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The Philosophical Treatise of William H. Ferris: Selected Readings from The African Abroad or, His Evolution in Western Civilization

by Tommy J. Curry

With a full introduction and textual commentary, this volume introduces William H. Ferris’s The African Abroad, a treatise on racial idealism, Black ethnology, and the evolution of Blacks from Negro to Negrosaxon,...


Distributive Justice

The Hidden God: A Study of Tragic Vision in the Pensées of Pascal and the Tragedies of Racine

by Lucien Goldmann, Philip Thody & Michael Löwy

A new edition of a major philosophical work

This remarkable text, first published in 1964, was a landmark of its era and remains, in the words of Michael Löwy, a work of “remarkable richness.” Drawing on...


Theorizing Justice: Critical Insights and Future Directions

by Krushil Watene & Jay Drydyk

A collection of essays that examine how discussions of justice are most usefully shaped in our world, rethinking how we theorize justice and principles of justice.


For the Muslims: Islamophobia in France

by Edwy Plenel

A piercing denunciation of Islamophobia in France, in the tradition of Emile Zola

At the beginning of the twenty-first century, leading intellectuals are claiming “There is a problem with Islam in France,”...


The Athenian Constitution

by Aristotle

The Constitution of the Athenians describes the political system of ancient Athens. The treatise was composed between 330 and 322 BC.


Politics: A Treatise on Government

by Aristotle

The Politics of Aristotle is the second part of a treatise of which the Ethics is the first part. It looks back to the Ethics as the Ethics looks forward to the Politics. For Aristotle did not separate, as we...


Poetics

by Aristotle

Aristotle's Poetics is the earliest surviving work of dramatic theory and the first extant philosophical treatise to focus on literary theory. In it, Aristotle offers an account of what he calls poetry.


On Dreams

by Aristotle

We must, in the next place, investigate the subject of the dream, and first inquire to which of the faculties of the soul it presents itself, i.e. whether the affection is one which pertains to the faculty of...


Categories

by Aristotle

Categories is a text from Aristotle's Organon that enumerates all the possible kinds of things that can be the subject or the predicate of a proposition. They are considered the single most heavily discussed...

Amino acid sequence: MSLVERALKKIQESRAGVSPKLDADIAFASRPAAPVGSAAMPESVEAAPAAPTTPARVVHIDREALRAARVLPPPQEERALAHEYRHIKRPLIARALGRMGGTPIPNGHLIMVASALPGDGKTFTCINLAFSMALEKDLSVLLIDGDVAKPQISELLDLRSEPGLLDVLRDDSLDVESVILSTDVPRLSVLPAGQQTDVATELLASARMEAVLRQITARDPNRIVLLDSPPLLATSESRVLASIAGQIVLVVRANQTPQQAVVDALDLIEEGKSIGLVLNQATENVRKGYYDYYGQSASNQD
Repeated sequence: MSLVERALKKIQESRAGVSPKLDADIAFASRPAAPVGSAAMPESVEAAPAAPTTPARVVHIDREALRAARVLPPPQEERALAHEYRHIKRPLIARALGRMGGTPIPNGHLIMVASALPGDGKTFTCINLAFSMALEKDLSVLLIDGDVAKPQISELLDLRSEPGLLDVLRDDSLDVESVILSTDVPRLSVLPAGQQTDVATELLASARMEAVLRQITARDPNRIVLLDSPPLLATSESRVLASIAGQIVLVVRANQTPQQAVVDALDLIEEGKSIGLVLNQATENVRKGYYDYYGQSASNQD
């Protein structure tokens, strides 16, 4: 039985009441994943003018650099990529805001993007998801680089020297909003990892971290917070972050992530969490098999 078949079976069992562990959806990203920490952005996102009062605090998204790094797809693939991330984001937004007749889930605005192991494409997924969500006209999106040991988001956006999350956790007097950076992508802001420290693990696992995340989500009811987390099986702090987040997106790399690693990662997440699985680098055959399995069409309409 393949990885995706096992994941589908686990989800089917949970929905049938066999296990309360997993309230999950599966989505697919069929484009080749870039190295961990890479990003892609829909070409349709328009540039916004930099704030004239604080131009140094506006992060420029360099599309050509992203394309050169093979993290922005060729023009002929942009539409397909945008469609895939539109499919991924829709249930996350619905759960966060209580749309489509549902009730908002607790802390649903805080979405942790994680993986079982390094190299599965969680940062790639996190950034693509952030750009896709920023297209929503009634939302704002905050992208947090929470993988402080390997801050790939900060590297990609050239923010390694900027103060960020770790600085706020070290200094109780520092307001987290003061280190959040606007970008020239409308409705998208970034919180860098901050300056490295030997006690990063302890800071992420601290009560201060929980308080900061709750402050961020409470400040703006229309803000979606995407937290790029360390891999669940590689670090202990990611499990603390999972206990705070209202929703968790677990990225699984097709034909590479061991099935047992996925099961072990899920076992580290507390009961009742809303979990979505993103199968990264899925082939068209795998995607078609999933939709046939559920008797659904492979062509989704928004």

Protagoras

by Plato

The Protagoras, like several of the Dialogues of Plato, is put into the mouth of Socrates, who describes a conversation which had taken place between himself and the great Sophist at the house of Callias-'the...


Sophist

by Plato

There are no descriptions of time, place or persons, in the Sophist and Statesman, but we are plunged at once into philosophical discussions; the poetical charm has disappeared, and those who have no taste for...


Ion

by Plato

The Ion is the shortest, or nearly the shortest, of all the writings which bear the name of Plato, and is not authenticated by any early external testimony. The grace and beauty of this little work supply the...


Laws

by Plato

The Laws are discussed by three representatives of Athens, Crete, and Sparta. The Athenian, as might be expected, is the protagonist or chief speaker, while the second place is assigned to the Cretan, who, as...


Meno

by Plato

This Dialogue begins abruptly with a question of Meno, who asks, 'whether virtue can be taught.' Socrates replies that he does not as yet know what virtue is, and has never known anyone who did. 'Then he cannot...


Euthyphro

by Plato

In the Meno, Anytus had parted from Socrates with the significant words: 'That in any city, and particularly in the city of Athens, it is easier to do men harm than to do them good;' and Socrates was anticipating...


Symposium

by Plato

Of all the works of Plato the Symposium is the most perfect in form, and may be truly thought to contain more than any commentator has ever dreamed of; or, as Goethe said of one of his own writings, more than...


Apology

by Plato

Apology presents the speech of self-defence given by Socrates in his trial for impiety and corruption specifically against the charges of corrupting the young, and by not believing in the gods in whom the city...


I Know Best: How Moral Narcissism Is Destroying Our Republic, If It Hasn't Already

by Roger L. Simon

In 1979, Christopher Lasch published the epochal The Culture of Narcissism warning of the normalizing of narcissism in our society. Lasch may have understated it. 35 years later, in the Obama era—with its parade...


Adorno and Democracy: The American Years

by Shannon L. Mariotti

German philosopher and social critic Theodor Adorno (1903--1969) is widely regarded as one of the twentieth century's most influential thinkers. A leading member of the Frankfurt School, Adorno advanced an unconventional...